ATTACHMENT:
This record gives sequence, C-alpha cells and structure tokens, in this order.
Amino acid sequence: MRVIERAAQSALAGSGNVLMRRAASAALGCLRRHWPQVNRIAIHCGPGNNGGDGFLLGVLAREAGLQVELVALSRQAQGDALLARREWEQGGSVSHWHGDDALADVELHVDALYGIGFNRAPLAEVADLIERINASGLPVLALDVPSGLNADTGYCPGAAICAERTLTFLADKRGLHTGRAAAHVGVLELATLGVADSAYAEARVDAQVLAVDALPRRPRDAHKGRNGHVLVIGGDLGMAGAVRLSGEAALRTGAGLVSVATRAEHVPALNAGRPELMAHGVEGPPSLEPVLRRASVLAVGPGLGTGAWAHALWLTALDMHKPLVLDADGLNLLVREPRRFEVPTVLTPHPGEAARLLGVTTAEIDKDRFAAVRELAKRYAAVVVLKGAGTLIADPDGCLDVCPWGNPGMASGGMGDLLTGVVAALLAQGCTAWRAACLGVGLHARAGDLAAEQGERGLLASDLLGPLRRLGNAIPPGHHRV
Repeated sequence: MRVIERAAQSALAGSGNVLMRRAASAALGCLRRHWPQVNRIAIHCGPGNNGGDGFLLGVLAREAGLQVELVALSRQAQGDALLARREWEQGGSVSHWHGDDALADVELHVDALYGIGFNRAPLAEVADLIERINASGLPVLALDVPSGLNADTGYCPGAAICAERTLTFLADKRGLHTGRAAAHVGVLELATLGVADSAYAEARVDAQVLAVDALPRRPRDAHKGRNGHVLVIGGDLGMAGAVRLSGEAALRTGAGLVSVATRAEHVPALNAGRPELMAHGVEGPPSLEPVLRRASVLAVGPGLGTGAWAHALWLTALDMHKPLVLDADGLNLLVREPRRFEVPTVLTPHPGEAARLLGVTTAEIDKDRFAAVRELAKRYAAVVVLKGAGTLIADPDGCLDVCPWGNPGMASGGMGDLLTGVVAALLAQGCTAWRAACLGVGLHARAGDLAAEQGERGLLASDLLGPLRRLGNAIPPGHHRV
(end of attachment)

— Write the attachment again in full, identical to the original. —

This record gives sequence, C-alpha cells and structure tokens, in this order.
Amino acid sequence: MRVIERAAQSALAGSGNVLMRRAASAALGCLRRHWPQVNRIAIHCGPGNNGGDGFLLGVLAREAGLQVELVALSRQAQGDALLARREWEQGGSVSHWHGDDALADVELHVDALYGIGFNRAPLAEVADLIERINASGLPVLALDVPSGLNADTGYCPGAAICAERTLTFLADKRGLHTGRAAAHVGVLELATLGVADSAYAEARVDAQVLAVDALPRRPRDAHKGRNGHVLVIGGDLGMAGAVRLSGEAALRTGAGLVSVATRAEHVPALNAGRPELMAHGVEGPPSLEPVLRRASVLAVGPGLGTGAWAHALWLTALDMHKPLVLDADGLNLLVREPRRFEVPTVLTPHPGEAARLLGVTTAEIDKDRFAAVRELAKRYAAVVVLKGAGTLIADPDGCLDVCPWGNPGMASGGMGDLLTGVVAALLAQGCTAWRAACLGVGLHARAGDLAAEQGERGLLASDLLGPLRRLGNAIPPGHHRV
Repeated sequence: MRVIERAAQSALAGSGNVLMRRAASAALGCLRRHWPQVNRIAIHCGPGNNGGDGFLLGVLAREAGLQVELVALSRQAQGDALLARREWEQGGSVSHWHGDDALADVELHVDALYGIGFNRAPLAEVADLIERINASGLPVLALDVPSGLNADTGYCPGAAICAERTLTFLADKRGLHTGRAAAHVGVLELATLGVADSAYAEARVDAQVLAVDALPRRPRDAHKGRNGHVLVIGGDLGMAGAVRLSGEAALRTGAGLVSVATRAEHVPALNAGRPELMAHGVEGPPSLEPVLRRASVLAVGPGLGTGAWAHALWLTALDMHKPLVLDADGLNLLVREPRRFEVPTVLTPHPGEAARLLGVTTAEIDKDRFAAVRELAKRYAAVVVLKGAGTLIADPDGCLDVCPWGNPGMASGGMGDLLTGVVAALLAQGCTAWRAACLGVGLHARAGDLAAEQGERGLLASDLLGPLRRLGNAIPPGHHRV